Rep. Brandon Vick says lawsuit is an effort to get governor to re-engage with lawmakers


Vancouver legislator joined three other Republicans in lawsuit filed in federal court Tuesday

Rep. Brandon Vick (R-Vancouver) said the lawsuit he and three of his fellow legislators filed in federal court Tuesday is not an all-out assault on Gov. Jay Inslee.

“This is not necessarily the pitchforks-at-the-door type of thing,’’ said Vick, a representative from the 18th District. “This is the legal recourse we have at our disposal. We want to get back to work in a sane way.’’

Rep. Brandon Vick, 18th District
Rep. Brandon Vick, 18th District

The lawsuit is the third filed against Washington’s governor in response to his “Stay Home, Stay Healthy’’ order. The 28-page complaint was filed by the lawmakers and four others in the U.S. District Court for the Western District of Washington. The lawsuit states that the emergency created by the coronavirus pandemic “has been contained’’ and that keeping restrictions in place for workers, businesses and residents of the state is not legally justified.

The lawmakers joining Vick in the lawsuit are Reps. Drew MacEwen (R-Union); Andrew Barkis (R-Olympia) and Chris Corry (R-Yakima). The lawmakers are joined by four other Washington residents as plaintiffs. The contingent maintain that their rights to work, operate businesses, obtain medical care and worship have been harmed.

“This isn’t something that anybody relishes in or is excited about, but it’s absolutely a necessary step,’’ said Vick, who added that he is not an advocate of just “flipping the switch and opening back up tomorrow.’’

Vick, and his fellow lawmakers, are frustrated that Inslee has not been willing to consult with members of the legislature during the process. Vick, himself, was a member of the task force created to assist the governor in formulating a plan for reopening the state.

“The goal was for us to give our input and suggestions for how to reopen the economy,’’ Vick said. “We had five meetings and nothing came of it.’’

Vick told Clark County Today that Inslee has now canceled all meetings of the task force “for the foreseeable future, so there is not an avenue to give input. It’s the governor’s way or the highway right now.’’

Vick added that the governor’s four-phased plan, which Inslee announced Friday, “is not the right way to go forward.’’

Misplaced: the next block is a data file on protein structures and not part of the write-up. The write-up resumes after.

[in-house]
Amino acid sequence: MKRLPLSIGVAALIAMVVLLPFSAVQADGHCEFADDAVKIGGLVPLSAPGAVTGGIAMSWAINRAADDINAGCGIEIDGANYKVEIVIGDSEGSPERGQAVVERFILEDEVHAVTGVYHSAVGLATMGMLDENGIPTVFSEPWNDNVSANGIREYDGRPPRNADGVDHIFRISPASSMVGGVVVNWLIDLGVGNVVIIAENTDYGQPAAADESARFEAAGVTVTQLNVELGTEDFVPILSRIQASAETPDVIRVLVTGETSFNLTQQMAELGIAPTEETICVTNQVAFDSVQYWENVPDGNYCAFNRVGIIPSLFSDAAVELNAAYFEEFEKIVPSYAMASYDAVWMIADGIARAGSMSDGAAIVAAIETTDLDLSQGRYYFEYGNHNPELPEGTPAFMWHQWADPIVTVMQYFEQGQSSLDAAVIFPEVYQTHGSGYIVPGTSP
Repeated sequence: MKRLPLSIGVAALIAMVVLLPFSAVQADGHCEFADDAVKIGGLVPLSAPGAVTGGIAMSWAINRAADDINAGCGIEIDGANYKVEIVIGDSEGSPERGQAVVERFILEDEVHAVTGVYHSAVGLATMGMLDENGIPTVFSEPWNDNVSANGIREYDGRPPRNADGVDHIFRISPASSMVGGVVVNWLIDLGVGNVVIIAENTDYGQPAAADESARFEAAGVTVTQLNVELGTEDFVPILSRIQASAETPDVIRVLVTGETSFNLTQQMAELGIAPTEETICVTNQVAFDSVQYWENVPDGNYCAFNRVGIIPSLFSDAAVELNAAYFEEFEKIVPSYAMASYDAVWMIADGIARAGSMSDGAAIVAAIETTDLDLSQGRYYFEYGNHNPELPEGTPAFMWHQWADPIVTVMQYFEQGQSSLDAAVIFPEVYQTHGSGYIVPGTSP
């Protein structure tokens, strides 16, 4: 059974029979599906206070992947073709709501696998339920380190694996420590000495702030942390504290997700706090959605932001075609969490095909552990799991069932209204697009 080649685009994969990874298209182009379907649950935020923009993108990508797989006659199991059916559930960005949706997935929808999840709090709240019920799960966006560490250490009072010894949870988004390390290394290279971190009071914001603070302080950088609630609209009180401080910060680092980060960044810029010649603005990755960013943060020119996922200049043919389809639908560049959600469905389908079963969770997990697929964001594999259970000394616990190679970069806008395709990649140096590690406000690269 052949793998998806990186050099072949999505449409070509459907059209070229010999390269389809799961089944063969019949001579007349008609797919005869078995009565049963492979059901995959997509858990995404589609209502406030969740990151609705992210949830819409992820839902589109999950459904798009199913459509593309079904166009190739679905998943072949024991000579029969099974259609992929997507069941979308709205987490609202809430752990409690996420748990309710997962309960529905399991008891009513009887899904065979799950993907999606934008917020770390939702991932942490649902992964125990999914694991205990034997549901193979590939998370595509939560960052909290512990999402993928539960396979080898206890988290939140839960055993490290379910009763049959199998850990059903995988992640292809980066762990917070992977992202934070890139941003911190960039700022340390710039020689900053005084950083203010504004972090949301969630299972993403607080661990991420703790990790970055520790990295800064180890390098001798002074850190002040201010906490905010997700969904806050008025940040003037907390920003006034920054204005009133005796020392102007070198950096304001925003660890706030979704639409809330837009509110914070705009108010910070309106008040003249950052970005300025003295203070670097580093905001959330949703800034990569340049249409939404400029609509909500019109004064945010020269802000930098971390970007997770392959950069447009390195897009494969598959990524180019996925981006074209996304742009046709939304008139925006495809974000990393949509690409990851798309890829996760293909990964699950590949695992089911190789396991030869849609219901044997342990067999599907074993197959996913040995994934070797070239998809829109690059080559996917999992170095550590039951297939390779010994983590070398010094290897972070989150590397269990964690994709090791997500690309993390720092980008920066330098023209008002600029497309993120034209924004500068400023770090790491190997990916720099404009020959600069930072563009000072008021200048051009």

“Most of his powers given to him under The Emergency Act, let him do these things without consulting us,’’ Vick said. “The emergency was to make sure we have hospital capacity. We believe we have that so the state of the emergency is over.’’

Vick also said that he doesn’t believe the emergency “exists in the entire state.’’ The legislator pointed out that in 18 of Washington’s 39 counties, there have been zero deaths related to COVID-19.

“Eighteen counties without a single death,’’ said Vick, citing the Washington State Department of Health statistics.

Although Clark County, which Vick represents and where he lives, is not one of those counties, he believes “counties like Clark County shouldn’t be under the same criteria as King County.’’

Democratic response

In response to the lawsuit filed by the Republicans, Tina Podlodowski, chair of the Washington State Democratic Party issued the following statement:

“This is yet another irresponsible action from Washington State Republicans that jeopardizes the sacrifices so many Washingtonians have made to save lives in the fight against this virus.

“As Democrats across all of Washington remain committed to following the science and advice of public health experts to reopen our state safely, Republicans continue to be guided by the most extreme parts of their party, pushing dangerous ideas like mass infection and violent rebellion.

“Today and every day until this November’s election, we’ll make sure Washingtonians know who was on their side and who put their lives in danger to score cheap political points.”

About The Author

Ken Vance got his start in the newspaper industry in 1987 as a reporter at The Columbian Newspaper in Vancouver. Vance graduated from Stevenson High School in Stevenson, WA, and attended Clark College in Vancouver. He worked for The Columbian from 1987-2001. He was most recently a staff member of The Reflector Newspaper in Battle Ground, where he served as editor since 2010 and reporter since 2007. Vance’s work in the newspaper industry has won him multiple awards, including a first place award from the Society of Professional Journalists for in-depth reporting.

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